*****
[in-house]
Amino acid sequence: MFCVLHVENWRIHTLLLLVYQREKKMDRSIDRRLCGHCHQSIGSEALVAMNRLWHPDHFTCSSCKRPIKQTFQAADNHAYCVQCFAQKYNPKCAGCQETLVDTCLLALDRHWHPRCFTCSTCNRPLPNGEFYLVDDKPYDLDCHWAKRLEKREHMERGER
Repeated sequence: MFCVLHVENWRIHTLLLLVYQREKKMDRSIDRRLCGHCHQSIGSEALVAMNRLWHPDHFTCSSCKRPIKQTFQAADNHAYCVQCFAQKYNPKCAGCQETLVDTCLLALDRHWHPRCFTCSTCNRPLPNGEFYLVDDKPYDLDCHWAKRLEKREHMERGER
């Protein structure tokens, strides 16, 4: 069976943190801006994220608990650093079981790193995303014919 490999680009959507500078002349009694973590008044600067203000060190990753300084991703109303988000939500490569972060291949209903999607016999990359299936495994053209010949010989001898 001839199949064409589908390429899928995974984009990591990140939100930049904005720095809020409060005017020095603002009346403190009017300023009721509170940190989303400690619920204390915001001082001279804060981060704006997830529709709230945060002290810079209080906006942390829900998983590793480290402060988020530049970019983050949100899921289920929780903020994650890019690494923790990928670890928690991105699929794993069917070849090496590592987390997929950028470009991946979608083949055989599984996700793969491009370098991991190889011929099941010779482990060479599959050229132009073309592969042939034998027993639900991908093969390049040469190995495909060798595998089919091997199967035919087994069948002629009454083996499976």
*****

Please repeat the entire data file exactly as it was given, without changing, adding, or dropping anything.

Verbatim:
[in-house]
Amino acid sequence: MFCVLHVENWRIHTLLLLVYQREKKMDRSIDRRLCGHCHQSIGSEALVAMNRLWHPDHFTCSSCKRPIKQTFQAADNHAYCVQCFAQKYNPKCAGCQETLVDTCLLALDRHWHPRCFTCSTCNRPLPNGEFYLVDDKPYDLDCHWAKRLEKREHMERGER
Repeated sequence: MFCVLHVENWRIHTLLLLVYQREKKMDRSIDRRLCGHCHQSIGSEALVAMNRLWHPDHFTCSSCKRPIKQTFQAADNHAYCVQCFAQKYNPKCAGCQETLVDTCLLALDRHWHPRCFTCSTCNRPLPNGEFYLVDDKPYDLDCHWAKRLEKREHMERGER
């Protein structure tokens, strides 16, 4: 069976943190801006994220608990650093079981790193995303014919 490999680009959507500078002349009694973590008044600067203000060190990753300084991703109303988000939500490569972060291949209903999607016999990359299936495994053209010949010989001898 001839199949064409589908390429899928995974984009990591990140939100930049904005720095809020409060005017020095603002009346403190009017300023009721509170940190989303400690619920204390915001001082001279804060981060704006997830529709709230945060002290810079209080906006942390829900998983590793480290402060988020530049970019983050949100899921289920929780903020994650890019690494923790990928670890928690991105699929794993069917070849090496590592987390997929950028470009991946979608083949055989599984996700793969491009370098991991190889011929099941010779482990060479599959050229132009073309592969042939034998027993639900991908093969390049040469190995495909060798595998089919091997199967035919087994069948002629009454083996499976």